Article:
Q Are they planning to rejigger the entrance to the middle bore of the eastbound Caldecott Tunnel when they open the fourth bore? It seems that this is why there is always some backup, as the curves at the entrance are awkward. A straighter shot would move things along better.

Rob S.

Lafayette

A Indeed it would, and you'll like this. Yes, it will be straightened out, and this should be a huge help in an awful afternoon commute.

Work on the tunnel is about 80 percent complete, and the opening of the fourth bore is scheduled for later this year. Crews have been installing electrical and drainage systems, completing a retaining wall and paving. Up next is the installation of the tunnel's fire and life safety systems.

D.C. lawmakers and Bay Area voters, take a bow. The roughly $400 million project got $180 million in stimulus funds, which was the largest stimulus-funded transportation project in the country when awarded in 2009. It also received $123 million through Measure J, a half-cent sales tax passed by Contra Costa voters in 2004, and $50 million from higher bridge tolls approved by regional voters. An additional $50 million in federal and state aid also came in.


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Q Is there any chance for carpool lanes on northbound Interstate 280 on the mid-Peninsula? I've been carpooling between San Bruno and Stanford for about 30 years. Until recently, it's generally been a not-bad commute (except for during the first dot-com boom, when heavy traffic made our commute time more than double). Now, traffic isn't too bad in the morning southbound, but in the evening, northbound is just one bumper-to-bumper crawl. Why is the commute so bad only in the evening? During the first dot-com boom, traffic was horrible in both directions. It sure makes me wish there was a carpool lane!

Heidi Beck

San Bruno

A Bad news. The extension of the carpool lane on I-280 into San Mateo County is not in the Bay Area's long-range master plan. The focus is on extending carpool lanes on Highway 101 from Whipple Avenue toward the San Francisco County line.

There are always more cars on the road in the afternoon, and the crawl you now endure is also due to more companies along I-280 hiring more people and perhaps more drivers trying to avoid the mess on 101.

Q When I drive south on Interstate 680 between 6 a.m. and 7 a.m., there are usually big rigs lined up at the top of the Sunol Grade all the way down toward Fremont. They're on the shoulder. Why do they do this? What are they waiting for?

Traci Cook

Pleasanton

A Some truckers use this wide area to park and rest before making deliveries or pickups in the South Bay. But it's not OK for them to park there, and the CHP periodically clears the area. Shift sergeants will be notified they are parking here again.

Q I am curious if you have any updates regarding the opening of the new onramp from Yerba Buena Road for northbound Highway 101. You stated a few weeks ago that it would open Aug. 8. It hasn't. The opening of the southbound offramp of Yerba Buena has significantly eased congestion, and I am very anxious to see the opening of the northbound onramp.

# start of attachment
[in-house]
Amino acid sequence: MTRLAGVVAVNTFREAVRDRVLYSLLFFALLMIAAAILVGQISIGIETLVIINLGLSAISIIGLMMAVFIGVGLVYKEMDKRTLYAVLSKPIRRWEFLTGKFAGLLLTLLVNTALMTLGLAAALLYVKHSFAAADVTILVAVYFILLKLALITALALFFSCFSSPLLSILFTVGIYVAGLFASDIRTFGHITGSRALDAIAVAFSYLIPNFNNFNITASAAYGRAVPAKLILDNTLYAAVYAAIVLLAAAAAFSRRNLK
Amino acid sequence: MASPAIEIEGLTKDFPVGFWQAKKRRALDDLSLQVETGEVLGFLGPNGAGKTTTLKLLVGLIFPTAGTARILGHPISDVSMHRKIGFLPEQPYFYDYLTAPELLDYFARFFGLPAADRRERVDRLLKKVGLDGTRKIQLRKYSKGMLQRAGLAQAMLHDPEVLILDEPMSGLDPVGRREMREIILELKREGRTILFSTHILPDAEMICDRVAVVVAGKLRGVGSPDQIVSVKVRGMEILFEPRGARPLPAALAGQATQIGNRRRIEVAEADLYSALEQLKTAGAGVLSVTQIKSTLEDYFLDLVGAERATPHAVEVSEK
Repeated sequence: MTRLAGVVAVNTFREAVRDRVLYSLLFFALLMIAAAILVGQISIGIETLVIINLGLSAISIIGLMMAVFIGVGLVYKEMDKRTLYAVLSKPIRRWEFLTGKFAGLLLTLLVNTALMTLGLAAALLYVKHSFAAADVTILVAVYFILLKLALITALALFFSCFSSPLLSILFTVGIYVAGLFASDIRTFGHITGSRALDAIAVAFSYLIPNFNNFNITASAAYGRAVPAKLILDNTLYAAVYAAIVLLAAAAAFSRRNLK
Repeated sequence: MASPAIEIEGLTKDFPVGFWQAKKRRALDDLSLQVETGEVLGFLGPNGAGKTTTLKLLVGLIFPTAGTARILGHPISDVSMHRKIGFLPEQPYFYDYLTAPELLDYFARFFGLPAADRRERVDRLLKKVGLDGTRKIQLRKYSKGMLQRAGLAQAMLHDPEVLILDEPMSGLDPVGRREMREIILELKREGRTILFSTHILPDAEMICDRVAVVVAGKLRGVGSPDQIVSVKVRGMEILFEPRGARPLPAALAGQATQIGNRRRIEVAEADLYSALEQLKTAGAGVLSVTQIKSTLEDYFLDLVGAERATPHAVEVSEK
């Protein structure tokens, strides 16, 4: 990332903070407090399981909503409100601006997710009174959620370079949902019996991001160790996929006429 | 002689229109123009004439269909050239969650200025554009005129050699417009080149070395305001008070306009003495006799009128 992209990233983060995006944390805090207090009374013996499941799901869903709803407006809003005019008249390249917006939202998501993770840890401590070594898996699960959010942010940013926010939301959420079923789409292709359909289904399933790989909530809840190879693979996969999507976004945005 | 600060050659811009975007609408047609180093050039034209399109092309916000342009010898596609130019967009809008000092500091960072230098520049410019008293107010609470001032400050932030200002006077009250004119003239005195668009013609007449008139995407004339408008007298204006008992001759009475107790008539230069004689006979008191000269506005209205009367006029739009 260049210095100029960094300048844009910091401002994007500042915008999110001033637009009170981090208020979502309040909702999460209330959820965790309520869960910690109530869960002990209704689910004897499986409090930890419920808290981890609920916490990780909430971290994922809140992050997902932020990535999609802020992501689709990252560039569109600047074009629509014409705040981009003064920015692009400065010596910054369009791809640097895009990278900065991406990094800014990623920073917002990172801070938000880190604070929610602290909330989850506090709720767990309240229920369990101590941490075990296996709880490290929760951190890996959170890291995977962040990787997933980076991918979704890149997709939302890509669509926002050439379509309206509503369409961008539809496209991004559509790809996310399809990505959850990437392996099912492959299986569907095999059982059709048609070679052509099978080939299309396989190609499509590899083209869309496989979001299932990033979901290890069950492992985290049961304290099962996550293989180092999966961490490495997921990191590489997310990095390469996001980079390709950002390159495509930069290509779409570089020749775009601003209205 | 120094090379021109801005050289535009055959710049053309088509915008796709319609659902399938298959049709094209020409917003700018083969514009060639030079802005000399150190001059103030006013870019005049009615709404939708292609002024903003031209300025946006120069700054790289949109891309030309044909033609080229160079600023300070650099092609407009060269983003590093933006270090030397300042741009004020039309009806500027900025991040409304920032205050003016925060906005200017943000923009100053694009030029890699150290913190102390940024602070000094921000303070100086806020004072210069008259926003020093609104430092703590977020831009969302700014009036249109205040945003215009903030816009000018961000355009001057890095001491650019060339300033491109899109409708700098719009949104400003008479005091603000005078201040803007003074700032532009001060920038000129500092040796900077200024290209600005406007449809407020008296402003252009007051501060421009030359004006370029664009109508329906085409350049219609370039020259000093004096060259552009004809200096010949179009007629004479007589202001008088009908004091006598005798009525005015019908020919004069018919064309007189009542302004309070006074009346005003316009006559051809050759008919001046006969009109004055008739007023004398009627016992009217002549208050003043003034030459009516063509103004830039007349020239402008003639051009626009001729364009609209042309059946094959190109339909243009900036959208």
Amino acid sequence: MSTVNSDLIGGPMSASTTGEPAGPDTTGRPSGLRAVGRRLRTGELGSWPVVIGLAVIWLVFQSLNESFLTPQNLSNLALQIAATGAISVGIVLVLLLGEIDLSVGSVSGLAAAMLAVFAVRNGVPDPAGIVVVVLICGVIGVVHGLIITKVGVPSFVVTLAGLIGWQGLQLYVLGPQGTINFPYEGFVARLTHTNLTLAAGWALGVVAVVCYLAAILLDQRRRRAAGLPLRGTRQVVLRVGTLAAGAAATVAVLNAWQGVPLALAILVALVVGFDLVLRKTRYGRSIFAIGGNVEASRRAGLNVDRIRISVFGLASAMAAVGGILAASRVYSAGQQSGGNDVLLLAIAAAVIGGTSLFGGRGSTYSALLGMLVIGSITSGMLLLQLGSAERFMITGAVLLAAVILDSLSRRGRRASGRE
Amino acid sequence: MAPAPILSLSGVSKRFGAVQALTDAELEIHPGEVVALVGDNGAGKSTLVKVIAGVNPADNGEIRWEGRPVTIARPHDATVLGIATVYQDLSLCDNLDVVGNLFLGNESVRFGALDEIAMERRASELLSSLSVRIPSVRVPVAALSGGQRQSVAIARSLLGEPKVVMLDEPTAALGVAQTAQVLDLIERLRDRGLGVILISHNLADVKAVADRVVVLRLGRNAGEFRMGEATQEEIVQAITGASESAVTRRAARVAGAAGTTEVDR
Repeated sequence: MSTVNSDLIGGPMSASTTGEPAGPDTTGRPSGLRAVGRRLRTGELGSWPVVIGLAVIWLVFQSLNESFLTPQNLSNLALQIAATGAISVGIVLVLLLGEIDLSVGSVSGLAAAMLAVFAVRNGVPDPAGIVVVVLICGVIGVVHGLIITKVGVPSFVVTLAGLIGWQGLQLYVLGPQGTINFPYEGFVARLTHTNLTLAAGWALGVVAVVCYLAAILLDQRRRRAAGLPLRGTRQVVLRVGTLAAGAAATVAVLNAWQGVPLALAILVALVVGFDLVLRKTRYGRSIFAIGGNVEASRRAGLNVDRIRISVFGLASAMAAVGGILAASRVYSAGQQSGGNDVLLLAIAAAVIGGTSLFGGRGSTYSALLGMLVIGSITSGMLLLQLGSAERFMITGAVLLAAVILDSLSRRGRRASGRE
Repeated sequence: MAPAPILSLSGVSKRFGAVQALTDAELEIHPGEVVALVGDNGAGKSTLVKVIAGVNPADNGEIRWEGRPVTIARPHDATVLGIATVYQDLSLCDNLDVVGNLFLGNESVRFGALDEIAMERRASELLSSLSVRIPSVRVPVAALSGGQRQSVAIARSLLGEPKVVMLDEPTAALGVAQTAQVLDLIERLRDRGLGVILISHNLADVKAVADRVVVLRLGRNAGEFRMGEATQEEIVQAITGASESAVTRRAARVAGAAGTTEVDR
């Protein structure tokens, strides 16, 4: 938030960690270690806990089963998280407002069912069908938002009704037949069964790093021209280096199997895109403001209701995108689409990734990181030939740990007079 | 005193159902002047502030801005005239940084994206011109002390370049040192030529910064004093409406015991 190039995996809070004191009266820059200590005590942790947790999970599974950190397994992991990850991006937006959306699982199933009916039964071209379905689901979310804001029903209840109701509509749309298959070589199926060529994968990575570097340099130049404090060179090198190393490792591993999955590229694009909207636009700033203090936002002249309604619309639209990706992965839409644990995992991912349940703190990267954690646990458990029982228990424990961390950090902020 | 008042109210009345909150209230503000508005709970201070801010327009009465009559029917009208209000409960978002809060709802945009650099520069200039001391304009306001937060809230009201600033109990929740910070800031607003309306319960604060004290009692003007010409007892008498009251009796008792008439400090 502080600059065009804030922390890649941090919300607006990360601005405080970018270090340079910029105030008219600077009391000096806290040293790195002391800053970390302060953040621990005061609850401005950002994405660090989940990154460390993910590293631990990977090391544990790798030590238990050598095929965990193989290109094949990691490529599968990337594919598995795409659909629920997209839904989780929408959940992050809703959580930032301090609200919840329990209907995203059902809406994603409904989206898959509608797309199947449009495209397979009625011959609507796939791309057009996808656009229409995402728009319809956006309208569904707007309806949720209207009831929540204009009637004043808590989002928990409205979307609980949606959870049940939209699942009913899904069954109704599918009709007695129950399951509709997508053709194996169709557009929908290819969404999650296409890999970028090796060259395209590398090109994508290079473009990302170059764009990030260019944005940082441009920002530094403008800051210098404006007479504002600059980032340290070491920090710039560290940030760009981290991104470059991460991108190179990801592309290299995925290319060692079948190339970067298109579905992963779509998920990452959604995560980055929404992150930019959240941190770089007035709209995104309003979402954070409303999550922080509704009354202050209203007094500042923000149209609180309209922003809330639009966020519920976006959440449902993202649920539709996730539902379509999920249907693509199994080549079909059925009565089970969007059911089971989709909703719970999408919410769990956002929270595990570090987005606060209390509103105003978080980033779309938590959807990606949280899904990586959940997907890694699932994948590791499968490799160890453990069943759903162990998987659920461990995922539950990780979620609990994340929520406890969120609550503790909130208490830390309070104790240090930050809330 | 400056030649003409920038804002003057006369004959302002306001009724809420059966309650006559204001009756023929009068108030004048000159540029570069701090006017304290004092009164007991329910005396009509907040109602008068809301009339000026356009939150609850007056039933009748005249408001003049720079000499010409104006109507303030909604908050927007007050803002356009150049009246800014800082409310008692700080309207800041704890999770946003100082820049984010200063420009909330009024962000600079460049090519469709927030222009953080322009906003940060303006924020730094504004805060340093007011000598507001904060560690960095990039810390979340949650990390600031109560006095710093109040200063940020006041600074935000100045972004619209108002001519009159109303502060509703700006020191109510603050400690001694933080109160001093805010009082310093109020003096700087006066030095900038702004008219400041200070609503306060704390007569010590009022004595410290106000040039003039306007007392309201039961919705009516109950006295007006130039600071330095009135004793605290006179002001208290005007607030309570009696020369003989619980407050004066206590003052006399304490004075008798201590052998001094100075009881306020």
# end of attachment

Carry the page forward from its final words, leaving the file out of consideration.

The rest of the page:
Barry Wong, David Bui and many more

A There was a slight slip in the schedule, and the new onramp to northbound 101 from Yerba Buena and new northbound 101 exit to Capitol Expressway is now slated to open on Aug. 26.

Around October, the southbound 101 ramp from eastbound Capitol will open and demolition of the old loop ramp will take place.

Before Christmas, the Valley Transportation Authority expects to have new railings and sidewalks on the Capitol bridge over 101 on both sides, with landscaping to follow. Most of the work should be done early next year.

Q I don't know about future 49er traffic fears when the new stadium opens, but last Friday we left the Great Mall in Milpitas at 5:30 p.m. taking Highway 237 to 101 to attend the Luke Bryan show at Shoreline (a distance of about 15 miles). We got to the venue 21/2 hours later at 8 p.m. -- one hour after the show started. And that's the truth!

Darlene Ristrim

San Jose

A All Roadshow readers only state the truth, and Darlene's journey took on another twist.

Q Just an example of how bad the traffic was came when two men in a pickup ahead of us jumped out, ran into the bushes, and by running were able to catch up with the pickup (no kidding). There were no traffic accidents; just s-l-o-o-o-o-w traffic.

Darlene Ristrim

A When you gotta go, you gotta go.

Q Coming home from Yosemite on Interstate 580 into Livermore, I noticed that the lane dividers were black stripes instead of the normal white striping until near Pleasanton. Why black stripes?

Don Senger

Martinez

A This area is under construction, and these stripes are temporary. Caltrans sometimes uses black stripes because the concrete slabs are white and the white can be hard to see at sunrise or sunset on freeways that run east and west. So they'll use black stripes with white raised markers. The idea is that the black stripes will help with the glare during the day and the white raised markers will help at night.

When work ends, the freeway will be overlaid with good old black asphalt and the white stripes will be back as before.

You can find Gary Richards' columns at www.mercurynews.com/mr-roadshow or at www.mercurynews.com/traffic. Follow Mr. Roadshow at Twitter.com/mrroadshow, look for him at Facebook.com/mr.roadshow or contact him at mrroadshow@mercurynews.com or 408-920-5335.